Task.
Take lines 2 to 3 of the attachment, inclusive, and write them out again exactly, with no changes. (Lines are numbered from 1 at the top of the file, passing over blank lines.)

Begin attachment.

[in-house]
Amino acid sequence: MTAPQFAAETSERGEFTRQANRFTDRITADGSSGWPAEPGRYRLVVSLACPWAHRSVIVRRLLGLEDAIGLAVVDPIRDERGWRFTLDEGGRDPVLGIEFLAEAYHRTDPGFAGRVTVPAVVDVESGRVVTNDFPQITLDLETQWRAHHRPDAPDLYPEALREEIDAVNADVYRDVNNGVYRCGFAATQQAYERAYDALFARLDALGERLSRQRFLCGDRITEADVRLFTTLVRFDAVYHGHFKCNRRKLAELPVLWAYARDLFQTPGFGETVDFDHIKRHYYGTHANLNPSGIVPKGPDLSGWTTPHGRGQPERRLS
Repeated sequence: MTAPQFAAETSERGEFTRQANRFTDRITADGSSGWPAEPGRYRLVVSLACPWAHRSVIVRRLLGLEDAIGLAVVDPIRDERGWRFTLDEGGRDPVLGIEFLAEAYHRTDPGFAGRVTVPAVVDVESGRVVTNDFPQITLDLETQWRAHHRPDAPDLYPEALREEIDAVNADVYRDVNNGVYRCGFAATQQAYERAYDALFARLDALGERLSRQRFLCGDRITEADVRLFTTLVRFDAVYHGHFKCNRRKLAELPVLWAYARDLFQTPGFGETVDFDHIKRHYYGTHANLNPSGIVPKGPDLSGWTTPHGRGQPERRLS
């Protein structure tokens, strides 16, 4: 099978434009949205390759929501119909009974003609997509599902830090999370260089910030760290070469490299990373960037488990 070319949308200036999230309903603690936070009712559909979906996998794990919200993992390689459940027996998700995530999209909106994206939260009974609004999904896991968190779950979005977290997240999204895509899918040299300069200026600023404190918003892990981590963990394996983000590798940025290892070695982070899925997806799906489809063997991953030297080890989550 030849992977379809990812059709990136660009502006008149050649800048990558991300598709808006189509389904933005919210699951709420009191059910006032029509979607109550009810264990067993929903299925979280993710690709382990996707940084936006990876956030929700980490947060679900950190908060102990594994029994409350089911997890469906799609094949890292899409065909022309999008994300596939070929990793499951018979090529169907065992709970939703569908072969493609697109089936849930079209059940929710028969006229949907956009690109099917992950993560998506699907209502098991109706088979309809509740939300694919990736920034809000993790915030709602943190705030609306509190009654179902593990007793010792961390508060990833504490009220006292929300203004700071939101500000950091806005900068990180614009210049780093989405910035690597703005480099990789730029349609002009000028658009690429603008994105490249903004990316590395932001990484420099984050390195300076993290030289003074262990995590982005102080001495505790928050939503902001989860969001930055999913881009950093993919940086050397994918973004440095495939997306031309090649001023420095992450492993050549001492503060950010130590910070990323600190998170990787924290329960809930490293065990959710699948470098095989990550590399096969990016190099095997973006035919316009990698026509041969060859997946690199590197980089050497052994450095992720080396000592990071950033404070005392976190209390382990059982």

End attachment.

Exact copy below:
Amino acid sequence: MTAPQFAAETSERGEFTRQANRFTDRITADGSSGWPAEPGRYRLVVSLACPWAHRSVIVRRLLGLEDAIGLAVVDPIRDERGWRFTLDEGGRDPVLGIEFLAEAYHRTDPGFAGRVTVPAVVDVESGRVVTNDFPQITLDLETQWRAHHRPDAPDLYPEALREEIDAVNADVYRDVNNGVYRCGFAATQQAYERAYDALFARLDALGERLSRQRFLCGDRITEADVRLFTTLVRFDAVYHGHFKCNRRKLAELPVLWAYARDLFQTPGFGETVDFDHIKRHYYGTHANLNPSGIVPKGPDLSGWTTPHGRGQPERRLS
Repeated sequence: MTAPQFAAETSERGEFTRQANRFTDRITADGSSGWPAEPGRYRLVVSLACPWAHRSVIVRRLLGLEDAIGLAVVDPIRDERGWRFTLDEGGRDPVLGIEFLAEAYHRTDPGFAGRVTVPAVVDVESGRVVTNDFPQITLDLETQWRAHHRPDAPDLYPEALREEIDAVNADVYRDVNNGVYRCGFAATQQAYERAYDALFARLDALGERLSRQRFLCGDRITEADVRLFTTLVRFDAVYHGHFKCNRRKLAELPVLWAYARDLFQTPGFGETVDFDHIKRHYYGTHANLNPSGIVPKGPDLSGWTTPHGRGQPERRLS